By Amanda Fenton
Listening and circle go hand-in-hand, and many aspects of The Circle Way are designed to bring forward a deeper quality of our listening. It is in the check-in, where we listen to each voice at the beginning of the circle. It is in the practices of circle, “Listen with attention”. It is in the agreements, “We listen to each other with compassion and curiosity”. It is the form of council known as “talking piece council”, often used as part of check-in, check-out, and whenever there is a desire to slow down the conversation, collect all voices and contributions, and be able to speak without interruption. Talking pieces can be anything – a pen, a watch, a leaf that travels around. They can be created in the moment when we need to slow down and listen to each other, “Let’s send this pen around and hear each person’s reflections on what we should do next”. Or they can be thoughtfully planned in advance to support the purpose of a circle. I sometimes think of them as “listening pieces” as they are so effective at shifting us into a pattern of better listening.
I’ve been experimenting and paying attention to the use of a talking piece. Some of this paying attention has been in the movement of the piece. Sometimes it gets passed from each person, flowing around the rim of the circle like a ribbon weaving us all together. Sometimes the talking piece is in the centre and people take it to speak and then return it to the centre, ready for the next person anywhere in the circle to pick it up next, creating a random pattern of who is speaking around the rim. Sometimes, when it is a light, softer piece like a koosh or stuffed toy, we toss it across the circle to the person who wants to speak next. Sometimes the host starts and it travels sun-wise from there. Sometimes the host invites whoever is ready to begin by reaching in and picking up the piece. Sometimes the guardian goes first so they can focus on ‘guardianing’ the rest of that round. Sometimes, particularly in story councils, the piece travels around from the host, stopping with the person who is ready to begin. Each of these has a different impact on the overall timing, the pace, and then also on our listening.
Where I have gotten particularly curious lately is with the specific objects used as a talking piece. At a recent circle, with a team working to transform their patterns of conflict and communication to new, healthy practices, I went in with the idea that, after our check-in, we would use the same talking piece to create the synergy of the same piece travelling around the circle, connecting each person during a difficult round. After a couple of people spoke, the next person asked if they could change the talking piece. I answered from my intuition – what felt right in the moment – Yes. They chose a different object from the centre, one that helped them share their feelings. A few people later the piece changed again, this time to a heart to help that person express what was on their heart, and so on it went with people changing the piece as they needed to. I observed how allowing the ability to choose the piece helped each person take care of themself (ask for what you need), and also helped them contribute to the purpose of the circle. It also helped us collective tend to the emotion and energy of the circle – a release of laughter when a playful object was picked up, or quiet strength sent to the centre when the heart was picked up, or shifting the energy into to a new direction with the choice of another piece.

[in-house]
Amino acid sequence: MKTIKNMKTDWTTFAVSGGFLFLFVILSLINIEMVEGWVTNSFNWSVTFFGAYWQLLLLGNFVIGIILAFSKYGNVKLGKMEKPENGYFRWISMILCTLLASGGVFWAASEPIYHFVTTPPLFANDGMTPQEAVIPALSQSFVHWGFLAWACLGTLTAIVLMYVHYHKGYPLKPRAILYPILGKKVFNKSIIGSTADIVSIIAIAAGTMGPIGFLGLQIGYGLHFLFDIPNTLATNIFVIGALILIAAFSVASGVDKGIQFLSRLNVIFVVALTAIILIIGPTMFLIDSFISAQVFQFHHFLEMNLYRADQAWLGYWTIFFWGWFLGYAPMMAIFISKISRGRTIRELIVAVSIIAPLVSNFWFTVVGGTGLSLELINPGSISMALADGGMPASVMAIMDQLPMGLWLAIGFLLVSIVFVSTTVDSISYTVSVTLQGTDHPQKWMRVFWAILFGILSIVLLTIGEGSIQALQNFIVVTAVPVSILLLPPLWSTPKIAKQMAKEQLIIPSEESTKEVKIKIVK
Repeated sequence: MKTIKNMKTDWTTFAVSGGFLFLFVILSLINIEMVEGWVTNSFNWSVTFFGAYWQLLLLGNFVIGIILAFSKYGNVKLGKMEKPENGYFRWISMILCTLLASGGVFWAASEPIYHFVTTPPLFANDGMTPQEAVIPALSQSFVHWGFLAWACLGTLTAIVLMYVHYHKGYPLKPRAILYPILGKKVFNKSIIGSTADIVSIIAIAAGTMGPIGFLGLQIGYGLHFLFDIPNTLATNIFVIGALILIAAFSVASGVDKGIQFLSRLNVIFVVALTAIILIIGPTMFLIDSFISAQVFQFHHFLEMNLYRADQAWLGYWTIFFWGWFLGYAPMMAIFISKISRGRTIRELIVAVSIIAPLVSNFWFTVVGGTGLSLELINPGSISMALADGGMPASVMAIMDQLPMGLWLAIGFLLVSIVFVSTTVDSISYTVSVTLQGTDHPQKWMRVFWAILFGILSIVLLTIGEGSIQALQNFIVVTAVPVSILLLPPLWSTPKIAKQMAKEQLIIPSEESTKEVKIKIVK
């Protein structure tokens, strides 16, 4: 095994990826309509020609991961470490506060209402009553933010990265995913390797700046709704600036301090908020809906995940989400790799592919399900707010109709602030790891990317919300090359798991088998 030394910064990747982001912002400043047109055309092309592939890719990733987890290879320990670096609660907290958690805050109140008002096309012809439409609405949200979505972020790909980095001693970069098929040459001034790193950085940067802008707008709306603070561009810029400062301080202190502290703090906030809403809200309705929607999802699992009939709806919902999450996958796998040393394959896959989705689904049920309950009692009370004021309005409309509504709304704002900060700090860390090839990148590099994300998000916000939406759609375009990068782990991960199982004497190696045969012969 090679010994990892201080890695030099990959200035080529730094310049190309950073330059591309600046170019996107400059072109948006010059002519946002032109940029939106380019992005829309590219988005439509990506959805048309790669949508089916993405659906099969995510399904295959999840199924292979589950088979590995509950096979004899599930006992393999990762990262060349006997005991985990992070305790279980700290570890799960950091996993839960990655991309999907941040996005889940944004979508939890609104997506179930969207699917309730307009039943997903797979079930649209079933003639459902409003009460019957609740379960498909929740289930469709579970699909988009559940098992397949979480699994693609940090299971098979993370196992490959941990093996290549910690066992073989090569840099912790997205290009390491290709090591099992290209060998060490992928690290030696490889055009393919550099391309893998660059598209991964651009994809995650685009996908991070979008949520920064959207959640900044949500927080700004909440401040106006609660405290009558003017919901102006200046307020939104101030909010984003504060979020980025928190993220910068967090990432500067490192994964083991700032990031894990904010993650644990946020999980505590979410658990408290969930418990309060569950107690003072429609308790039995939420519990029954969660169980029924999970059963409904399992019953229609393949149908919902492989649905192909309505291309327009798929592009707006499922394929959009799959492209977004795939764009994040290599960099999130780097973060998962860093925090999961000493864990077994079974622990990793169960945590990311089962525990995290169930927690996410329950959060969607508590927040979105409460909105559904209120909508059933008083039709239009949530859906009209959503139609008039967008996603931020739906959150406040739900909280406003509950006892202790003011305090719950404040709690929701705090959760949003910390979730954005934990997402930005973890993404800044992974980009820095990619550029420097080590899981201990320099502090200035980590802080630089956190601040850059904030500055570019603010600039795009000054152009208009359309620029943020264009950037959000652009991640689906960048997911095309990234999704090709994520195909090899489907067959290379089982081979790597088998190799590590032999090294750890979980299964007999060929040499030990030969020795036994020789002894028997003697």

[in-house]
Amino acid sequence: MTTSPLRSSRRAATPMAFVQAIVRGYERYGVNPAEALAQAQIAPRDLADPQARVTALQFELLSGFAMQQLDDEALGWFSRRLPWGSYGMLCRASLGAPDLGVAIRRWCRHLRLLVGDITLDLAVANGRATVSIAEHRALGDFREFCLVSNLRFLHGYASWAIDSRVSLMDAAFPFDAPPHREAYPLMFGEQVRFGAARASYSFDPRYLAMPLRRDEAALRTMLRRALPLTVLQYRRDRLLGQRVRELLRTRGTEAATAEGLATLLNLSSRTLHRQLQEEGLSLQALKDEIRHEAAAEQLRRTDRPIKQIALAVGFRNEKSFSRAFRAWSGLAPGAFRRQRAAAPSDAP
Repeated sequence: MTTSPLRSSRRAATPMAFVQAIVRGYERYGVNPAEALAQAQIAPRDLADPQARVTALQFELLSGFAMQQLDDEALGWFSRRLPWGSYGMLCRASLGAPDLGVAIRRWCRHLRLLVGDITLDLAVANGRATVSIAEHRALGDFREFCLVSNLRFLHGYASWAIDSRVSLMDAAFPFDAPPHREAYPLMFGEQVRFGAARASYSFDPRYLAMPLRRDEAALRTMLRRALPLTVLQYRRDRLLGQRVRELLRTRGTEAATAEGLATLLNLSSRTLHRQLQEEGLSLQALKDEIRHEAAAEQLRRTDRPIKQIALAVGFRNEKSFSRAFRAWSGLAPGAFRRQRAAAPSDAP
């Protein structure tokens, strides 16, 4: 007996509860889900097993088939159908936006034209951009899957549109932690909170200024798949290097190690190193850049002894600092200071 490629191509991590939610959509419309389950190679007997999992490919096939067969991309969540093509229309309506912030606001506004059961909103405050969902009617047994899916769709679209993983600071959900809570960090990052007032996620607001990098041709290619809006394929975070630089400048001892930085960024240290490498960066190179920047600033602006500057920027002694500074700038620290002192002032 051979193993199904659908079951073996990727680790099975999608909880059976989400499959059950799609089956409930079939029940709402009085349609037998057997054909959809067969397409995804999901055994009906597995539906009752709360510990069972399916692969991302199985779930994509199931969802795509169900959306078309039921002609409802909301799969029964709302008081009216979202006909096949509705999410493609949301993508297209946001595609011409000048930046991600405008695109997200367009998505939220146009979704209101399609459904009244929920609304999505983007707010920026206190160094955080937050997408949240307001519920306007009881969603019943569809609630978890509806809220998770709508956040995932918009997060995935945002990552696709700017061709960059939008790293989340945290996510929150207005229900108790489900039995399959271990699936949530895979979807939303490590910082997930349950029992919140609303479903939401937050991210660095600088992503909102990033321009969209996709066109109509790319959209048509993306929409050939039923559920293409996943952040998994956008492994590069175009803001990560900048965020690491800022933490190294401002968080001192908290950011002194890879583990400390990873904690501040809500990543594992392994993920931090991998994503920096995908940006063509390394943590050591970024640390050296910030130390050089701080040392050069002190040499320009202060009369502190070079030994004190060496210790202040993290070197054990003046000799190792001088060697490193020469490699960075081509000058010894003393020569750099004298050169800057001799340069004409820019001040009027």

At another circle with a group from an architecture and design firm, where circle is a newer format for them, we were using a story council to reflect on what they had been learning from some recent projects. The talking piece I brought for this circle was a small Hoberman sphere, which is an isokinetic structure that resembles a geodesic dome and is capable of folding down to a fraction of its normal size by the scissor-like action of its joints. It helped to break the ice of using a talking piece and because of the kinetic nature of the piece several people played with it as they told their story, helping to release some nervous energy.
At a quarterly circle, each person brings an object that they place into the centre during their check-in. A tradition was created spontaneously where during one circle a person asked for their object to be used as the talking piece for a round of council. Now each time, before our two rounds of council and check-out, we ask who would like their object to be the one that travels around for that round.
So simple – the idea of using a talking piece. But also so much creative possibility, experimentation, and learning how it helps create the conditions for listening with attention and speaking with intention.
Join us August 23 - 28, 2017 for The Circle Way Practicum Whidbey Island, Washington